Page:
distributed systems architecture

how do you do it?

In a closed system, the central issue is that of deployment: the question of which pieces of hardware run which pieces of software.

It's useful to separate two issues here: 

  • How the overall job(s) of the whole distributed system should be divided up into functional units of software (which we'll call components): this is the skill of component based design (CBD).
  • How those components should be distributed between the execution contexts (which we'll call deployment units — DUs): this is the issue we deal with here. This distribution will form the basis for your enterprise blueprint.
Notice that DUs are not components. A deployment unit will typically run several components; a component class may appear in many deployment units. Typical DUs include: DLLs; EJB containers; the program execution environment provided by a traditional operating system; the sandbox provided by a web browser for a Java applet.

Let's assume you are designing a system made up of some number of  deployment units; as distinct from an open network, in which you don't have much control over the contents and purpose of the individual DUs.

Follow these steps:

  1. Partition the system into components.
    • Variable features of whole system behaviour → components
    • Major use-cases → components
  2. Distribute components between deployment units (DUs)
  3. Consider modifying the basic design patterns to take into account distribution, minimising the need to communicate between DUs
  4. Consider bandwidth.
    • If there would be too much communication between units, consider:
      • would a redeployment be OK?
      • whether to split a component across deployment units;
      • whether to replicate some information or functionality between DUs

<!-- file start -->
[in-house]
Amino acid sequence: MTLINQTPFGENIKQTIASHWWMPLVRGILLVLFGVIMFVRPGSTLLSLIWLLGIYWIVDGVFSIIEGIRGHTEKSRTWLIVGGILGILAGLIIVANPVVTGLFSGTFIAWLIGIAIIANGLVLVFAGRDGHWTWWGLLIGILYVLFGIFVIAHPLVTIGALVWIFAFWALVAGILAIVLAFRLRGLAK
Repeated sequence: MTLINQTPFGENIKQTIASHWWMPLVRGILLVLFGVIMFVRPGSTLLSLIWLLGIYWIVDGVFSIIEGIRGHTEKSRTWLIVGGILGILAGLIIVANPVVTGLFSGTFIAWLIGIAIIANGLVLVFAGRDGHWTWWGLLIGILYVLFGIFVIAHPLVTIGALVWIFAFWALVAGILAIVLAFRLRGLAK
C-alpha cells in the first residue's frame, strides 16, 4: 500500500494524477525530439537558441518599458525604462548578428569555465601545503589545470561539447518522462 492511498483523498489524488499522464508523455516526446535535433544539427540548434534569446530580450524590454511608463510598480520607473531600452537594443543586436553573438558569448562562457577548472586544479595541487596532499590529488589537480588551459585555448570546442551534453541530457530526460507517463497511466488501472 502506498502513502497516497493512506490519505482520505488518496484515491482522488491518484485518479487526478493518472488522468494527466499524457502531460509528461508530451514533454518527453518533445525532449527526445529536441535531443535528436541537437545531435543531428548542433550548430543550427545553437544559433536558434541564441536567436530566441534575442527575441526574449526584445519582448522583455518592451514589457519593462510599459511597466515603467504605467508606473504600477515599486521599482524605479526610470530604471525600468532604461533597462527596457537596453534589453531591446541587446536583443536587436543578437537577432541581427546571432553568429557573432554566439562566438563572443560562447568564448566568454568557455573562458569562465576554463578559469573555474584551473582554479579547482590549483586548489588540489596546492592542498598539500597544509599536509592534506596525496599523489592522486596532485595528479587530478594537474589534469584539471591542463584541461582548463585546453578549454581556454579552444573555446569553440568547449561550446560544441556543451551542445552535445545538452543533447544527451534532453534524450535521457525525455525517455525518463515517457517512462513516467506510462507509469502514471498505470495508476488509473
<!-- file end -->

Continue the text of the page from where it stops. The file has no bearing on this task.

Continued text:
If so, consider how to keep the replicated information synchronized, and how often it should be done.

      • whether to introduce mobile components that can move to where they're needed.
    • Tend to disbelieve your guestimates about performance; make measurements.
  5. Consider continuity of service
    • If it is required that some DUs continue to function to some extent when the others are down, consider whether your current plan provides for this. If not, consider the same options as under the Bandwidth heading: redeployment, splitting, replication.
  6. Consider openness.
    • The DUs you have today won't be the only ones in the future. You need to be able to add new DUs, and modify existing ones, without changes propagating through the whole system. If you've started from a good component design, with clear separation of concerns, then this shouldn't be too much of a problem.
  7. Consider existing architecture (if there is one).

Work out how you are going to migrate stepwise from any existing deployment scheme to the one you've just worked out; make compromises if necessary; plan for never actually getting all the way there.

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what is distributed systems architecture? | how do you do it?
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